Welcome to Jordan

15 Jan

Author: Keegan


( Ahlan wa sahlan in Arabic means Welcome)

Our arrival to Jordan started out great because our airline (Turkish Airline) had the BEST airplane food EVER! Wait, can you hear me?? I said it had the BEST airplane food EVER!!! (I highly suggest you to take this airline when/if you ever go to Jordan). So, now we are in Jordan, yes the Middle East, and we have a guide so we don’t have to think about where we are going to go and how we are going to get there! On our first day we went to Jerash, Ajlun and Amman. In Jerash and we had a local tour guide who showed us around.  When you enter Jerash there is a huge arch to welcome Emperor Hadrian that was built in 129 A.D.  It’s a beautiful stone arch – sadly Hadrian died before he came to Jerash so he never got to see the arch they made for him.  While we were there we walked on a street that horse-drawn carriages rode on like a lloooonnngggg time ago and you could see where they rode because they left indents on the street. We also saw a theatre. In the theatre there was a certain spot that echoed so everyone could hear and if you stepped out of the place there would be no echo. The type of stone and how they made the theater was the reason it had that great sound system.  So it was pretty cool!  There were musicians there that played some traditional music for us.  We learned that the theater is still used today for concerts.  What I liked the most were the ruins for a temple specifically for Zeus the King of the Gods.

Hadrian's Arch

This is a picture down one of the main colonnaded streets

Here's one of the indents from the carriages I told you about

Here's the entrance to the temple of Zeus. You walk up the stairs and go a long away again until you hit more stairs, it was a huge temple.

This structure was off one of the main roads - people lived in Jerash over 6500 years ago.

In the amphitheater this musician played for us and then grabbed my dad and started dancing with him...awkward.

Jerash was huge, it seemed like we walked forever.

The columns were amazing. Our guide put a spoon in a crack on the bottom of one of the columns and moved the huge column with his hands. The spoon started moving up and down, they made these columns sturdy enough for very high winds.

We had a great time in Jerash!

We also went to Ajlun, north of Amman, which is a HUGE castle! We were able to explore the castle – it’s amazing how much is still in place after all that time.  The castles are always cool inside because the stones keep the temperature down.  I always wonder how they made these castles way back then.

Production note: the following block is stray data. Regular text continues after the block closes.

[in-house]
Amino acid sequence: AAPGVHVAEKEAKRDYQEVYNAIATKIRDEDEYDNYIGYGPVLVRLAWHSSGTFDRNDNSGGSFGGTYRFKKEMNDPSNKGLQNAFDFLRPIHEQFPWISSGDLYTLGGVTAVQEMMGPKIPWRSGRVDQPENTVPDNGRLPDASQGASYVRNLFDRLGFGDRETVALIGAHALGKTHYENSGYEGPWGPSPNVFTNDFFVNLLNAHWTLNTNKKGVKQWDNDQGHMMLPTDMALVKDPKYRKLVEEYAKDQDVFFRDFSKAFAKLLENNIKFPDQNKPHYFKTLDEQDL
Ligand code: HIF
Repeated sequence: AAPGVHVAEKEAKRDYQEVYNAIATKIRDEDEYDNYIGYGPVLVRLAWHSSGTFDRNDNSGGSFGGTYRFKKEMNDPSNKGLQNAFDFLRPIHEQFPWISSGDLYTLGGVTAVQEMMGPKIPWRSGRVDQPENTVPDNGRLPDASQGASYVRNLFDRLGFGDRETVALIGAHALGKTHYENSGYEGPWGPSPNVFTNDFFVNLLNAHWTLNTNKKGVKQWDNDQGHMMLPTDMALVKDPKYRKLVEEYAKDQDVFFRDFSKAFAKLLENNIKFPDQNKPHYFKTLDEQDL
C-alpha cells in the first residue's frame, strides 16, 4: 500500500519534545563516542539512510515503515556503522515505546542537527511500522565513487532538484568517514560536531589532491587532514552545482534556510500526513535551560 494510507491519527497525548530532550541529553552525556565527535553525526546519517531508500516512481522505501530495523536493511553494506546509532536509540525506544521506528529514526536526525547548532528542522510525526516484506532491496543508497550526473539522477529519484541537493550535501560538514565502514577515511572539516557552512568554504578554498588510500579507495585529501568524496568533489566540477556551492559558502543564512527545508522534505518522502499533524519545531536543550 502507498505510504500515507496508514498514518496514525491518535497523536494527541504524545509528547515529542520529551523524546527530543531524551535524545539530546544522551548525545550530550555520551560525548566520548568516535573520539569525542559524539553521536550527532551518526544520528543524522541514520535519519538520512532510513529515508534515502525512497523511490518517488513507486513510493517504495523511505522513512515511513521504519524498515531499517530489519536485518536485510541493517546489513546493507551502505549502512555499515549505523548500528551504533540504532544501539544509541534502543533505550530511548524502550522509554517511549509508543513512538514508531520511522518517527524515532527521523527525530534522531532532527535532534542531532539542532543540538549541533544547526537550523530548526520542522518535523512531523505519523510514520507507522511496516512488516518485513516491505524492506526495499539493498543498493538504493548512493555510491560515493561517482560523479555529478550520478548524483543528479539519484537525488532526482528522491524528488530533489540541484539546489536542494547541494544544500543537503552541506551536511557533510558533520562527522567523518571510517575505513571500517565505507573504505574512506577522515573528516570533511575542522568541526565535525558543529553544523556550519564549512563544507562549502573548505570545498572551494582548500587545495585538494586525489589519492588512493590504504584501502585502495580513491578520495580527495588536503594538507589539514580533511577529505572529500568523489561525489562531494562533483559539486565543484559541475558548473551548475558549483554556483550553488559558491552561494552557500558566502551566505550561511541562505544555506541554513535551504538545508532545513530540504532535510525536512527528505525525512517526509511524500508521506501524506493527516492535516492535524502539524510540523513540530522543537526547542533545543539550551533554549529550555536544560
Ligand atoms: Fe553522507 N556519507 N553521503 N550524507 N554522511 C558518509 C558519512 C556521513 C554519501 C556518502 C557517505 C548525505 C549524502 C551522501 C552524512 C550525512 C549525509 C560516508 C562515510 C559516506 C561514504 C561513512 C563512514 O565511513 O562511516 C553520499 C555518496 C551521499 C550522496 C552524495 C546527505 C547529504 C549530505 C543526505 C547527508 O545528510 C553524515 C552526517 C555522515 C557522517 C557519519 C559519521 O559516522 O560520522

Inside the Ajlun Castle - it was built in 1184 A.D.

Another shot inside the Ajlun Castle - it was huge and almost everywhere were perfect places to make a movie

One of the great views from the Ajlun Castle - back then it was used to watch for enemy attacks

The hotel we stayed at was in Amman and Amman is Jordan’s capital. We saw ruins at the Citadel and one was the Temple of Hercules built between 162-166 A.D.  We also saw ruins for an amphitheater. It was a full day but it was cool to see all the ancient ruins.  While at the citadel in Amman we ran into a lot of school kids – they were on break from testing in the morning.  Other than the girls wearing headscarves they seemed like anyone you would meet anywhere else.  They actually were really friendly and kept saying “hello, hi” to us. They asked my mom to take a picture of them all together with their cell phone, they were very happy teenage girls and they said they loved the U.S.

Amman, Jordan

Temple of Hercules - much bigger than this picture shows

That's what's left of a hand and elbow from a huge Roman-Greco statue

That's me and Mom running to check out a view of Amman and the ruins from the Amman amphitheater

The Jordan Valley and the ruins of the Amman Amphitheater

Here are some fun facts about Jordan:

1. Did you know that when kids go to school they learn… all at public school

A. The Torah- Jewish

B. The Bible- Christian

C. And the Koran- Muslim

2.  Did you know that Amman is also known as Philadelphia?

Amman means the city of brotherly love.

3. Do you know how Arabic is read and written?

From right to left.  The binding on the magazine in our hotel was on the right.

By for now!



Posted by on January 15, 2012 in Jordan


3 responses to “Welcome to Jordan

  1. Carey

    January 15, 2012 at 9:06 am

    I really enjoyed reading and learning about the ancient ruins! I am fascinated at the extent of the architecture from so long ago. Beautiful arches, roads, amphitheater, and castles! It is amazing how it is still standing today! Great pictures!

  2. Bob

    January 15, 2012 at 9:19 am

    Great shots and post Keegan! The Greek Mythology info was quite a surprise. I have a question was Hadrian one of the Spanish born Roman emporor’s? I guess could Gogle but I thought I would leave that for you.

    Tell me more about the airplane food??????

    Love Bob

  3. Grandpa & Grandma

    January 17, 2012 at 5:51 pm

    Keegan, great reporting. Talk about ancient and still standing. This is an amazing part of the world. Grandpa thinks they must have used Twinkies to build. That is the only thing that would be still standing
    Lots of luv


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